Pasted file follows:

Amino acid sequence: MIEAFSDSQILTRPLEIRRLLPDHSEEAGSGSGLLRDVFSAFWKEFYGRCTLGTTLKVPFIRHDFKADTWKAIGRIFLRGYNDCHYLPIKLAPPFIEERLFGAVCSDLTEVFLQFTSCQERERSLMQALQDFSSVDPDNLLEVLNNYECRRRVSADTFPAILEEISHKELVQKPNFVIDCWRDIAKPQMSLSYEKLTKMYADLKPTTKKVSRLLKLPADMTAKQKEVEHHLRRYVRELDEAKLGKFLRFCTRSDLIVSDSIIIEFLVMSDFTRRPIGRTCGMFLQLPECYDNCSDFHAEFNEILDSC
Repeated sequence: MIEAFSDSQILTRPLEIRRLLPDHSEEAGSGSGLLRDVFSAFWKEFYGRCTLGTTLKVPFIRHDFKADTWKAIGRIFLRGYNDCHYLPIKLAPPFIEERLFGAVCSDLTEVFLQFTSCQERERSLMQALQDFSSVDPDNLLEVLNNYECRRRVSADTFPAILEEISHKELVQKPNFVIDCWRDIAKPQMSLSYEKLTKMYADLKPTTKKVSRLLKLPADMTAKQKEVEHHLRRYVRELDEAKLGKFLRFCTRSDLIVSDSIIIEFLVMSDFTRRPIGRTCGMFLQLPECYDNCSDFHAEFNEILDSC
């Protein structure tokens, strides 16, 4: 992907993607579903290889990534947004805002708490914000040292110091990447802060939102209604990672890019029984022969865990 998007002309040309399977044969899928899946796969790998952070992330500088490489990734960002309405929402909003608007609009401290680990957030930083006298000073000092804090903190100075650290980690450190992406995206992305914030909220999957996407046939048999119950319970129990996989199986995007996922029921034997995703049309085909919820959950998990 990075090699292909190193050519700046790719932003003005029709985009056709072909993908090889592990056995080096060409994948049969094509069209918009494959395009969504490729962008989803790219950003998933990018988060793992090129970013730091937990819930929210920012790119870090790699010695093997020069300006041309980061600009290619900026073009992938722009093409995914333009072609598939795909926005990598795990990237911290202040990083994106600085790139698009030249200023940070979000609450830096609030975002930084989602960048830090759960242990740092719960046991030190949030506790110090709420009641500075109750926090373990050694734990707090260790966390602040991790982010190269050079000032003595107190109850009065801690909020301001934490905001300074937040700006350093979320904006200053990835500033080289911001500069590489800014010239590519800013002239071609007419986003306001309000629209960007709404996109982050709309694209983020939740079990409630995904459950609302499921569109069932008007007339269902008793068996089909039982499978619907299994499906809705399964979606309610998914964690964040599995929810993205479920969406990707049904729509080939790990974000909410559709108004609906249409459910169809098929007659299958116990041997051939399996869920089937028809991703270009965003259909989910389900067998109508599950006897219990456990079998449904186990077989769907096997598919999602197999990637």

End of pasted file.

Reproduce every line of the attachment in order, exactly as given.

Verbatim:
Amino acid sequence: MIEAFSDSQILTRPLEIRRLLPDHSEEAGSGSGLLRDVFSAFWKEFYGRCTLGTTLKVPFIRHDFKADTWKAIGRIFLRGYNDCHYLPIKLAPPFIEERLFGAVCSDLTEVFLQFTSCQERERSLMQALQDFSSVDPDNLLEVLNNYECRRRVSADTFPAILEEISHKELVQKPNFVIDCWRDIAKPQMSLSYEKLTKMYADLKPTTKKVSRLLKLPADMTAKQKEVEHHLRRYVRELDEAKLGKFLRFCTRSDLIVSDSIIIEFLVMSDFTRRPIGRTCGMFLQLPECYDNCSDFHAEFNEILDSC
Repeated sequence: MIEAFSDSQILTRPLEIRRLLPDHSEEAGSGSGLLRDVFSAFWKEFYGRCTLGTTLKVPFIRHDFKADTWKAIGRIFLRGYNDCHYLPIKLAPPFIEERLFGAVCSDLTEVFLQFTSCQERERSLMQALQDFSSVDPDNLLEVLNNYECRRRVSADTFPAILEEISHKELVQKPNFVIDCWRDIAKPQMSLSYEKLTKMYADLKPTTKKVSRLLKLPADMTAKQKEVEHHLRRYVRELDEAKLGKFLRFCTRSDLIVSDSIIIEFLVMSDFTRRPIGRTCGMFLQLPECYDNCSDFHAEFNEILDSC
């Protein structure tokens, strides 16, 4: 992907993607579903290889990534947004805002708490914000040292110091990447802060939102209604990672890019029984022969865990 998007002309040309399977044969899928899946796969790998952070992330500088490489990734960002309405929402909003608007609009401290680990957030930083006298000073000092804090903190100075650290980690450190992406995206992305914030909220999957996407046939048999119950319970129990996989199986995007996922029921034997995703049309085909919820959950998990 990075090699292909190193050519700046790719932003003005029709985009056709072909993908090889592990056995080096060409994948049969094509069209918009494959395009969504490729962008989803790219950003998933990018988060793992090129970013730091937990819930929210920012790119870090790699010695093997020069300006041309980061600009290619900026073009992938722009093409995914333009072609598939795909926005990598795990990237911290202040990083994106600085790139698009030249200023940070979000609450830096609030975002930084989602960048830090759960242990740092719960046991030190949030506790110090709420009641500075109750926090373990050694734990707090260790966390602040991790982010190269050079000032003595107190109850009065801690909020301001934490905001300074937040700006350093979320904006200053990835500033080289911001500069590489800014010239590519800013002239071609007419986003306001309000629209960007709404996109982050709309694209983020939740079990409630995904459950609302499921569109069932008007007339269902008793068996089909039982499978619907299994499906809705399964979606309610998914964690964040599995929810993205479920969406990707049904729509080939790990974000909410559709108004609906249409459910169809098929007659299958116990041997051939399996869920089937028809991703270009965003259909989910389900067998109508599950006897219990456990079998449904186990077989769907096997598919999602197999990637």